Individuals who are eligible for both Medicare and Medicaid (“dual eligibles”) are among the most chronically ill individuals enrolled in these programs, and they account for a disproportionately high share of program expenditures. The following ACA provisions are aimed at improving health care quality, reducing costs, and expanding access to care for dual eligibles:
- Establishment of the Medicare-Medicaid Coordination Office (also called the Federal Coordinated Health Care Office or the Coordination Office) to develop new approaches to covering and financing care for dual eligibles. The Coordination Office is charged with improving coordination between the federal and state governments in order to reduce inefficiencies, program conflicts and cost-shifting between Medicare and Medicaid, while improving quality and ensuring access to care.
- Authorization for 5-year Medicaid waivers involving dual eligibles to with a possible 5-year extension, at the Secretary’s discretion.
- Waiver of all cost-sharing under Part D plans for certain full-benefit dual eligibles who would be institutionalized but for the provision of home and community-based care.
- Increased quality requirements for Medicare Advantage Special Needs Plans that exclusively serve dual eligibles.
To date, CMS and the Coordination Office have implemented the following initiatives in furtherance of their efforts to coordinate care for dual eligibles:
- State Demonstrations to Integrate Care for Dual Eligible Individuals. In April of 2011, the Coordination Office selected 15 states to design demonstration projects that would test new integrated care models for dual eligibles. Each of the 15 states would receive up to $1 million to support the design of integrated programs. The states are in different stages of development, and CMS will work with states to implement the plans that hold the most promise.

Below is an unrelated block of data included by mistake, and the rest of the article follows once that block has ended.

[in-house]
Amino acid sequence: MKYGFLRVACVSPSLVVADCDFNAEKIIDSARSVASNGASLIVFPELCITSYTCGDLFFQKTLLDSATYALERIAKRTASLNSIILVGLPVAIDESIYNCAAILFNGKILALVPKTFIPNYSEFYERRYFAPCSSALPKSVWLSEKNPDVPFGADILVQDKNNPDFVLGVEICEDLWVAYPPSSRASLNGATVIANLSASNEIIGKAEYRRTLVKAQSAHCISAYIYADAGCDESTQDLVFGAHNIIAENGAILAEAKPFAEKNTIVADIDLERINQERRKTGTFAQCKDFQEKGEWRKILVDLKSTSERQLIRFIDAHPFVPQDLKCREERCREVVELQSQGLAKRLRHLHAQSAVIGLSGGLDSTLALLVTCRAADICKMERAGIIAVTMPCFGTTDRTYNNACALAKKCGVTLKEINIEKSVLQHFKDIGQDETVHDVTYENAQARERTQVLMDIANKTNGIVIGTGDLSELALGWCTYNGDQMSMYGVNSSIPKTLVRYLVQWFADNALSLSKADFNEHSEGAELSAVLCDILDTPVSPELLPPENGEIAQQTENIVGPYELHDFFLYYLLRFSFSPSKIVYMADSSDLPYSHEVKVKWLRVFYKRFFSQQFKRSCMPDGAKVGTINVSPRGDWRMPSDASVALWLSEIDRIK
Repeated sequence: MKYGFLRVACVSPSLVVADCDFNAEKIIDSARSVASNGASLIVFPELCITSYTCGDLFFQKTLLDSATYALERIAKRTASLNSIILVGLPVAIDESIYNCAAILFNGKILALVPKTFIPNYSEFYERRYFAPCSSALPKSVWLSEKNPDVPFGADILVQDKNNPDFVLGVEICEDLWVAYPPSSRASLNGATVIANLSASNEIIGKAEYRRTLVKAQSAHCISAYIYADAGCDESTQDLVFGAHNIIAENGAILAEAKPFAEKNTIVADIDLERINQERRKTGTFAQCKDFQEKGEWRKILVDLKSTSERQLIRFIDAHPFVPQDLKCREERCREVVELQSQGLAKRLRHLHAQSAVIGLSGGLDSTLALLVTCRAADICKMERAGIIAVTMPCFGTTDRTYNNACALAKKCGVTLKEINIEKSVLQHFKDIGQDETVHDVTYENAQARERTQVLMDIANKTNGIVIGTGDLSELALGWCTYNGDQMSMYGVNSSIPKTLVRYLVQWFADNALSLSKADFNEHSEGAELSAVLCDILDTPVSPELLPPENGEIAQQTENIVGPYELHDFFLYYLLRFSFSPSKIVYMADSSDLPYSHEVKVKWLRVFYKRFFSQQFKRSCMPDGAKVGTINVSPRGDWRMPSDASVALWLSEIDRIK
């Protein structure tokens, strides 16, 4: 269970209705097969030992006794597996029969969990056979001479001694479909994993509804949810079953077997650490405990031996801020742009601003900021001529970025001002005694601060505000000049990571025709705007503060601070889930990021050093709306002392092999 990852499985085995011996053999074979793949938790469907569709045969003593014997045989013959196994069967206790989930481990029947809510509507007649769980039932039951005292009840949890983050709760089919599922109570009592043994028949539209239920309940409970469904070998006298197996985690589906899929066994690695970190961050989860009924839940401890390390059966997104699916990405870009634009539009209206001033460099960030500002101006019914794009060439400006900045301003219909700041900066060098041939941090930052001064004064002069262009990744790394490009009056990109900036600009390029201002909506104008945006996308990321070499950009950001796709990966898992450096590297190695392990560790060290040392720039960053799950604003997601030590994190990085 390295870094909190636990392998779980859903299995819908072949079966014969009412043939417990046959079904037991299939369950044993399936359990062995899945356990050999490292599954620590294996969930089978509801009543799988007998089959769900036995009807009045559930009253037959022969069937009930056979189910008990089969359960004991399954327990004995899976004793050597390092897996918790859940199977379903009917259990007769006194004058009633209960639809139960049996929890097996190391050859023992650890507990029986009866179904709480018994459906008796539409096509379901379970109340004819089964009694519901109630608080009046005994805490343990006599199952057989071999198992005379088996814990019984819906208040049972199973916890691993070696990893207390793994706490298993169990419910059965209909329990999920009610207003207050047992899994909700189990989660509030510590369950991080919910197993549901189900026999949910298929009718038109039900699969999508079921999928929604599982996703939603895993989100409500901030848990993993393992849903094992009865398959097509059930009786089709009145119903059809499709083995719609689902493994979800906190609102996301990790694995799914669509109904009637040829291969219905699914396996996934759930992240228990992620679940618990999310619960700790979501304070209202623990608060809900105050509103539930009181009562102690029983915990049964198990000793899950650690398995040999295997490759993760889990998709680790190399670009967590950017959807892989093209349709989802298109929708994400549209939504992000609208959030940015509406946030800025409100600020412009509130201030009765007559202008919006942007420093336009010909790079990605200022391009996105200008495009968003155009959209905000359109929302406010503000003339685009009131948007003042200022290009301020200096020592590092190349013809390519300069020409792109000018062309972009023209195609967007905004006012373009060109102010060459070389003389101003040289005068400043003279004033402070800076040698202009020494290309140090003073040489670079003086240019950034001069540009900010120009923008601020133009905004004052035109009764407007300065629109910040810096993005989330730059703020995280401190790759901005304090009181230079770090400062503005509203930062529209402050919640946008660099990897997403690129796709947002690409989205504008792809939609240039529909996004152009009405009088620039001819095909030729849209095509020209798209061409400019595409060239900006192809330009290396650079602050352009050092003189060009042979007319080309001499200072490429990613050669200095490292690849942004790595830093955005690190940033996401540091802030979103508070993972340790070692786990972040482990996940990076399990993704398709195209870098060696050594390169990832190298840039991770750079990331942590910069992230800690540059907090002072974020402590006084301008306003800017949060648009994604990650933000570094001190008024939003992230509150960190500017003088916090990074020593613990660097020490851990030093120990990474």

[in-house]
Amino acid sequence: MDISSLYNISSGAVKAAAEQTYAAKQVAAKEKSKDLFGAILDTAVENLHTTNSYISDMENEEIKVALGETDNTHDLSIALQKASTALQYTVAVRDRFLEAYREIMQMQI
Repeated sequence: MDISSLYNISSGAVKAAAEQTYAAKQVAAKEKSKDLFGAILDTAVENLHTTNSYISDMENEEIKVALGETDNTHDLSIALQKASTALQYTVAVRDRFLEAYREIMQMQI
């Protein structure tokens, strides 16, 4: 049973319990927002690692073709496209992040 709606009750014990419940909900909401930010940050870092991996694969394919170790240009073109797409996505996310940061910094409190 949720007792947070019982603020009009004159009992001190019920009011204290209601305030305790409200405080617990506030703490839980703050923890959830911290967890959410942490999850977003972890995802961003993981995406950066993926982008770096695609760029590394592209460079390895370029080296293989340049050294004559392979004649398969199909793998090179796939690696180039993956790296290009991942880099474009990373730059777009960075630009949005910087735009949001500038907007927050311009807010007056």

- Financial Alignment Initiative. The Coordination Office will test two models for states to better align the financing of Medicare and Medicaid, and to integrate primary, acute, behavioral health and long term services and supports for dual eligibles. The first is a capitated model, through which a state, CMS and a health plan enter into a three-way contract. The health plan will receive a prospective blended payment to provide comprehensive, coordinated care. The second is a managed fee-for-service model, through which a state and CMS enter into an agreement. The state would share in savings resulting from programs designed to improve quality and reduce costs for both programs. The Coordination Office has issued guidance outlining the requirements of each model. The 15 states that received design contracts under the State Demonstration to Integrate Care for Dual Eligible Individuals may use their planning contract to support the development of a proposal in connection with this initiative.
In the spring of 2012, 26 states submitted proposals to participate, and the Coordination Office hosted public comment periods for each state proposal. To date, CMS has determined that eleven states (Colorado, Illinois, Massachusetts, Michigan, New York, Ohio, South Carolina, Texas, Virginia, and Washington) have met the standards and conditions for the demonstration. CMS entered into Memoranda of Understanding with each of these three states to establish the parameters of the initiative.
- Alignment Initiative. The goal of this initiative is to more effectively integrate the Medicare and Medicaid programs and to facilitate a national conversation with stakeholders to identify opportunities for alignment. On May 16, 2011, CMS issued a Request for Information seeking comments on opportunities to prevent cost-shifting between Medicare and Medicaid and to improve access to care for dual eligibles.
- Medicare Data for Dual Eligibles for States. On May 11, 2011, the Coordination Office made a process available through which state Medicaid agencies may request timely Medicare Parts A, B, and D data for dual eligibles to support care coordination. This information is now available via the State Data Resource Center.
Initiative to Reduce Avoidable Hospitalizations Among Nursing Facility Residents. On March 15, 2012, CMS announced that it would make available $128 million over four years for its Initiative to Reduce Avoidable Hospitalizations Among Nursing Facility Residents. The Coordination Office, in collaboration with the Center for Medicare and Medicaid Innovation, are partnering with eligible, independent, non-nursing facility organizations to implement evidence-based interventions to reduce avoidable hospitalizations for dual eligibles living in nursing homes. In September of 2012, seven organizations were selected for participation in this initiative.